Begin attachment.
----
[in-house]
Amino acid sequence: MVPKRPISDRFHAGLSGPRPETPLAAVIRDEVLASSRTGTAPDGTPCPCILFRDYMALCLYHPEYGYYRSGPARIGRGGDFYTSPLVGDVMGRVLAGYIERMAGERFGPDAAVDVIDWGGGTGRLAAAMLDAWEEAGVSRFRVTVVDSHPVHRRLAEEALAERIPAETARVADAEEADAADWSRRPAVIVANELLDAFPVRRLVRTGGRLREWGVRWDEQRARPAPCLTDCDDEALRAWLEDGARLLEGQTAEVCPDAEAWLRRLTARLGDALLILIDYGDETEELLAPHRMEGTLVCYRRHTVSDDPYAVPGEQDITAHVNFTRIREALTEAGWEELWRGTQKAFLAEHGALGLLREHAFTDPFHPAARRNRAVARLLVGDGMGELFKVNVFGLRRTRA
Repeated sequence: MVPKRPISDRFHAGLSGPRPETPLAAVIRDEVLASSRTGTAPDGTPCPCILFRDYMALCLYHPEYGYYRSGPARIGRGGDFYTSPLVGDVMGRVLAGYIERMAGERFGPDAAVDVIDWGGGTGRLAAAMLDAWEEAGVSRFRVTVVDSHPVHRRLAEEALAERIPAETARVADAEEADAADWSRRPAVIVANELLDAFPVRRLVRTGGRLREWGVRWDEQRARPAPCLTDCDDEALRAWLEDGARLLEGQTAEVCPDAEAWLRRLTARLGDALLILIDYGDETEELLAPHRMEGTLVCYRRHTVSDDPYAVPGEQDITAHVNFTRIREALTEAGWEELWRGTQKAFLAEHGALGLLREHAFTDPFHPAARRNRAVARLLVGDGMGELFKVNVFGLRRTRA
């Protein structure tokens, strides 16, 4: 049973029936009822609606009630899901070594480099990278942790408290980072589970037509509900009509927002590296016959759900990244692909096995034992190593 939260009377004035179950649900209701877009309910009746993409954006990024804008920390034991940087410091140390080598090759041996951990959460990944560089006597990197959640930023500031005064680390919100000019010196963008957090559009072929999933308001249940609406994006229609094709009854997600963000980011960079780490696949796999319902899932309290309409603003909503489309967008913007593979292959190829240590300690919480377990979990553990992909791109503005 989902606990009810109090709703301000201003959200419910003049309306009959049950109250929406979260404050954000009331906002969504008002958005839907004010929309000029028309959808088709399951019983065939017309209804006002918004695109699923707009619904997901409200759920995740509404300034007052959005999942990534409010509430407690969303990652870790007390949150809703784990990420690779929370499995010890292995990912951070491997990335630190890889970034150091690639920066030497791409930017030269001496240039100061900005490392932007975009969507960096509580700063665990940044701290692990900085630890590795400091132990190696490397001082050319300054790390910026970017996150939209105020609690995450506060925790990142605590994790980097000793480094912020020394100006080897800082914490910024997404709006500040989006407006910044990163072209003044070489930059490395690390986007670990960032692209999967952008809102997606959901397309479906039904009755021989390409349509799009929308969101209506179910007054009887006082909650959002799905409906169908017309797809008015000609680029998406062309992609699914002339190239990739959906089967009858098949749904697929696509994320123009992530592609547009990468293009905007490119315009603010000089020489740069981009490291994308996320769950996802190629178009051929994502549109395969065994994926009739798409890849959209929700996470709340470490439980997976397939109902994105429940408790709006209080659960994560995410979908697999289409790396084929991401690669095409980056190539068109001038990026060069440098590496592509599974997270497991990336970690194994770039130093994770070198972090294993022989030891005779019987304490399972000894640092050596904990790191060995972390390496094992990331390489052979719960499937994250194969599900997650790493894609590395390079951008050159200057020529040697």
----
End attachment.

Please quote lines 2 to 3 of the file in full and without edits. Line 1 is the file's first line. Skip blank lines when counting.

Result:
Amino acid sequence: MVPKRPISDRFHAGLSGPRPETPLAAVIRDEVLASSRTGTAPDGTPCPCILFRDYMALCLYHPEYGYYRSGPARIGRGGDFYTSPLVGDVMGRVLAGYIERMAGERFGPDAAVDVIDWGGGTGRLAAAMLDAWEEAGVSRFRVTVVDSHPVHRRLAEEALAERIPAETARVADAEEADAADWSRRPAVIVANELLDAFPVRRLVRTGGRLREWGVRWDEQRARPAPCLTDCDDEALRAWLEDGARLLEGQTAEVCPDAEAWLRRLTARLGDALLILIDYGDETEELLAPHRMEGTLVCYRRHTVSDDPYAVPGEQDITAHVNFTRIREALTEAGWEELWRGTQKAFLAEHGALGLLREHAFTDPFHPAARRNRAVARLLVGDGMGELFKVNVFGLRRTRA
Repeated sequence: MVPKRPISDRFHAGLSGPRPETPLAAVIRDEVLASSRTGTAPDGTPCPCILFRDYMALCLYHPEYGYYRSGPARIGRGGDFYTSPLVGDVMGRVLAGYIERMAGERFGPDAAVDVIDWGGGTGRLAAAMLDAWEEAGVSRFRVTVVDSHPVHRRLAEEALAERIPAETARVADAEEADAADWSRRPAVIVANELLDAFPVRRLVRTGGRLREWGVRWDEQRARPAPCLTDCDDEALRAWLEDGARLLEGQTAEVCPDAEAWLRRLTARLGDALLILIDYGDETEELLAPHRMEGTLVCYRRHTVSDDPYAVPGEQDITAHVNFTRIREALTEAGWEELWRGTQKAFLAEHGALGLLREHAFTDPFHPAARRNRAVARLLVGDGMGELFKVNVFGLRRTRA